Objectives: We aimed to determine whether loneliness is associated with higher health care utilization among older adults in the United States.
Methods: We used panel data from the Health and Retirement Study (2008 and 2012) to examine the long-term impact of loneliness on health care use. The sample was limited to community-dwelling persons in the United States aged 60 years and older. We used negative binomial regression models to determine the impact of loneliness on physician visits and hospitalizations.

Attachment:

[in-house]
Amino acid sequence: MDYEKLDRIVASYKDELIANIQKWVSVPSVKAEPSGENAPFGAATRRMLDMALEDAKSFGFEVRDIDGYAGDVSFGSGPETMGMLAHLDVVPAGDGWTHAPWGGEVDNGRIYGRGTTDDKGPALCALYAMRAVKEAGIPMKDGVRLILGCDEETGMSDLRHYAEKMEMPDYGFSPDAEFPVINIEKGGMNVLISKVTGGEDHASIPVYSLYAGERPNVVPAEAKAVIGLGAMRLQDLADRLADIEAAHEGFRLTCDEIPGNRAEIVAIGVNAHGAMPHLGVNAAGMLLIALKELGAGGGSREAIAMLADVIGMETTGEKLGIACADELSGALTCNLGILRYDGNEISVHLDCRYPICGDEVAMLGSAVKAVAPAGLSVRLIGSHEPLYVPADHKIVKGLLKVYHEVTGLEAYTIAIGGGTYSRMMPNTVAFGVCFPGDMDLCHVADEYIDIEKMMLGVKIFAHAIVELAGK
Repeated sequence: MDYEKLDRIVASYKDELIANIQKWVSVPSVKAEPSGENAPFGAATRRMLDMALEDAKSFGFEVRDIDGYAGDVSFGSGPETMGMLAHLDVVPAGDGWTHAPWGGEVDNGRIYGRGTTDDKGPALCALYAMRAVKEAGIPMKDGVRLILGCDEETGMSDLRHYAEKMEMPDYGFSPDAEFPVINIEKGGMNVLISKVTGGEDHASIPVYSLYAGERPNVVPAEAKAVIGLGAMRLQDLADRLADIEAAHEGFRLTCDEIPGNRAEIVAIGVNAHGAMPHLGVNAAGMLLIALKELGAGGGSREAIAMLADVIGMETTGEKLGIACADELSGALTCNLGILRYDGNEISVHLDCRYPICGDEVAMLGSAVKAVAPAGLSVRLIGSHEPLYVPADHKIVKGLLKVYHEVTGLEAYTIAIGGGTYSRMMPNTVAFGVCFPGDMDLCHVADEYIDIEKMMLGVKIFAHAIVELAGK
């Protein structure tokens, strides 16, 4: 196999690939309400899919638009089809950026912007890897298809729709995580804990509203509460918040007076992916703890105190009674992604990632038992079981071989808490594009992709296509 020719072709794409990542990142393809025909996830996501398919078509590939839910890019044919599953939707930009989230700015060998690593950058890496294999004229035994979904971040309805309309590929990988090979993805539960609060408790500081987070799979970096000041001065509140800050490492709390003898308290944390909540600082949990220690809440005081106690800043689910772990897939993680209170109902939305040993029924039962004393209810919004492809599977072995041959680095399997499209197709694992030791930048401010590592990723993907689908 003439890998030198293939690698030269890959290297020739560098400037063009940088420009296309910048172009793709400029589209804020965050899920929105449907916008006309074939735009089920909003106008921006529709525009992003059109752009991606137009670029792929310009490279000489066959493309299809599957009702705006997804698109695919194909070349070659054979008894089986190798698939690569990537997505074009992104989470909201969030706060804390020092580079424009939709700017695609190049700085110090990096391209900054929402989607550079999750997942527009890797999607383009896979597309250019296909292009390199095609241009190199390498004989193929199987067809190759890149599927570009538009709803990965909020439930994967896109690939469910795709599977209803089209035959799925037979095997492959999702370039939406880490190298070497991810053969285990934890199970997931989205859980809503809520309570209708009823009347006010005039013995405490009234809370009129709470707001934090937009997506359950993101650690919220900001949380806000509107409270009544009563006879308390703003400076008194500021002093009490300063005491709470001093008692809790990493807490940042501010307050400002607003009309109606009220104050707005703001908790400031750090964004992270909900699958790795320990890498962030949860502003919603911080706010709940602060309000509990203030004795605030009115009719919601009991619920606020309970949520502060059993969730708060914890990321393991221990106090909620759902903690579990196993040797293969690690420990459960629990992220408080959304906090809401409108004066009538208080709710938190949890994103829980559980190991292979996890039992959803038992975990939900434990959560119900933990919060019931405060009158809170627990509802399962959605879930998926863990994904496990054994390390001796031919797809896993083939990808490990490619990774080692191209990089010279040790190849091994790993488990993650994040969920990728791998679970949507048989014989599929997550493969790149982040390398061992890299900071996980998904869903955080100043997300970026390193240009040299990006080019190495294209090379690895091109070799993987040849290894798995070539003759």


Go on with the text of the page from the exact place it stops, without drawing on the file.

Results: Under 2 definitions of loneliness, we found that a sizable proportion of those aged 60 years and older in the United States reported loneliness. Regression results showed that chronic loneliness (those lonely both in 2008 and 4 years later) was significantly and positively associated with physician visits (β = 0.075, SE = 0.034). Loneliness was not significantly associated with hospitalizations.
Conclusions: Loneliness is a significant public health concern among elders. In addition to easing a potential source of suffering, the identification and targeting of interventions for lonely elders may significantly decrease physician visits and health care costs.